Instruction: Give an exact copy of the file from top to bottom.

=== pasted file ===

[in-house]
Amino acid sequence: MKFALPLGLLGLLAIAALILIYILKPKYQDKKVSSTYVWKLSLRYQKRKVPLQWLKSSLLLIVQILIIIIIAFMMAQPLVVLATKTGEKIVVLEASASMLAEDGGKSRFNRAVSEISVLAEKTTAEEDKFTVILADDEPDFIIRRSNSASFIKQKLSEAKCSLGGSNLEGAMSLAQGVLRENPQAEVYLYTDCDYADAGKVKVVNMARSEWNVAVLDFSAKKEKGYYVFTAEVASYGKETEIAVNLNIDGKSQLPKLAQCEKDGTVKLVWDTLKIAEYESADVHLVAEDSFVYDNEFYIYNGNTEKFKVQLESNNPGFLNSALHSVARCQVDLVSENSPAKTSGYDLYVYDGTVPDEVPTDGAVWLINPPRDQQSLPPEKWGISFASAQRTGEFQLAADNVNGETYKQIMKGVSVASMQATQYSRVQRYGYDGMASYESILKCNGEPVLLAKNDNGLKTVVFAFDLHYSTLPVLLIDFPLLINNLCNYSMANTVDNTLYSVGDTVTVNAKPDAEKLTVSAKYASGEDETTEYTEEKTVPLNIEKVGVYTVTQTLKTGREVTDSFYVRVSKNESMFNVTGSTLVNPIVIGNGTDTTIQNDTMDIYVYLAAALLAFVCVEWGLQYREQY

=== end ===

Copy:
[in-house]
Amino acid sequence: MKFALPLGLLGLLAIAALILIYILKPKYQDKKVSSTYVWKLSLRYQKRKVPLQWLKSSLLLIVQILIIIIIAFMMAQPLVVLATKTGEKIVVLEASASMLAEDGGKSRFNRAVSEISVLAEKTTAEEDKFTVILADDEPDFIIRRSNSASFIKQKLSEAKCSLGGSNLEGAMSLAQGVLRENPQAEVYLYTDCDYADAGKVKVVNMARSEWNVAVLDFSAKKEKGYYVFTAEVASYGKETEIAVNLNIDGKSQLPKLAQCEKDGTVKLVWDTLKIAEYESADVHLVAEDSFVYDNEFYIYNGNTEKFKVQLESNNPGFLNSALHSVARCQVDLVSENSPAKTSGYDLYVYDGTVPDEVPTDGAVWLINPPRDQQSLPPEKWGISFASAQRTGEFQLAADNVNGETYKQIMKGVSVASMQATQYSRVQRYGYDGMASYESILKCNGEPVLLAKNDNGLKTVVFAFDLHYSTLPVLLIDFPLLINNLCNYSMANTVDNTLYSVGDTVTVNAKPDAEKLTVSAKYASGEDETTEYTEEKTVPLNIEKVGVYTVTQTLKTGREVTDSFYVRVSKNESMFNVTGSTLVNPIVIGNGTDTTIQNDTMDIYVYLAAALLAFVCVEWGLQYREQY